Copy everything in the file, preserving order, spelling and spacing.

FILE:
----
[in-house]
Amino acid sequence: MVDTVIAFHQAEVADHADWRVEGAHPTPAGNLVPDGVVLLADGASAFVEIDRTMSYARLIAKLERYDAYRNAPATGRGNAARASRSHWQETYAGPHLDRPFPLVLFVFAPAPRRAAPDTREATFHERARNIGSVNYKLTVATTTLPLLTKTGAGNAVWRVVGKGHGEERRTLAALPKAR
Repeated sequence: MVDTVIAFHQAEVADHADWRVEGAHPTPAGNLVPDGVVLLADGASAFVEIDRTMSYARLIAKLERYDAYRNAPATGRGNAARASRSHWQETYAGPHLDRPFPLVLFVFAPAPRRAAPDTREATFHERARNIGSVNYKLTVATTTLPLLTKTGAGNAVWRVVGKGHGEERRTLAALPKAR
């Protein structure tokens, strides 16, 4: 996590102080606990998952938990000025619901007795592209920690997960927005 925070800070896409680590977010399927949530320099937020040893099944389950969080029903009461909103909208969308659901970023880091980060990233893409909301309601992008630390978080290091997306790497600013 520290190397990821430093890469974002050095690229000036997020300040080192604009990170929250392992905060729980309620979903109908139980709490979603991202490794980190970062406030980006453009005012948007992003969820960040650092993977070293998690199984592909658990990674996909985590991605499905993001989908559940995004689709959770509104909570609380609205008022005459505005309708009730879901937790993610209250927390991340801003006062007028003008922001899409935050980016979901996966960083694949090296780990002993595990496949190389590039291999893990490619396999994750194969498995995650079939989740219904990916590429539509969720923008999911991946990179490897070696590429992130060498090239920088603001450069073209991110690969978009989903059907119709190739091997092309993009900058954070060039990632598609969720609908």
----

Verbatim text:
[in-house]
Amino acid sequence: MVDTVIAFHQAEVADHADWRVEGAHPTPAGNLVPDGVVLLADGASAFVEIDRTMSYARLIAKLERYDAYRNAPATGRGNAARASRSHWQETYAGPHLDRPFPLVLFVFAPAPRRAAPDTREATFHERARNIGSVNYKLTVATTTLPLLTKTGAGNAVWRVVGKGHGEERRTLAALPKAR
Repeated sequence: MVDTVIAFHQAEVADHADWRVEGAHPTPAGNLVPDGVVLLADGASAFVEIDRTMSYARLIAKLERYDAYRNAPATGRGNAARASRSHWQETYAGPHLDRPFPLVLFVFAPAPRRAAPDTREATFHERARNIGSVNYKLTVATTTLPLLTKTGAGNAVWRVVGKGHGEERRTLAALPKAR
């Protein structure tokens, strides 16, 4: 996590102080606990998952938990000025619901007795592209920690997960927005 925070800070896409680590977010399927949530320099937020040893099944389950969080029903009461909103909208969308659901970023880091980060990233893409909301309601992008630390978080290091997306790497600013 520290190397990821430093890469974002050095690229000036997020300040080192604009990170929250392992905060729980309620979903109908139980709490979603991202490794980190970062406030980006453009005012948007992003969820960040650092993977070293998690199984592909658990990674996909985590991605499905993001989908559940995004689709959770509104909570609380609205008022005459505005309708009730879901937790993610209250927390991340801003006062007028003008922001899409935050980016979901996966960083694949090296780990002993595990496949190389590039291999893990490619396999994750194969498995995650079939989740219904990916590429539509969720923008999911991946990179490897070696590429992130060498090239920088603001450069073209991110690969978009989903059907119709190739091997092309993009900058954070060039990632598609969720609908």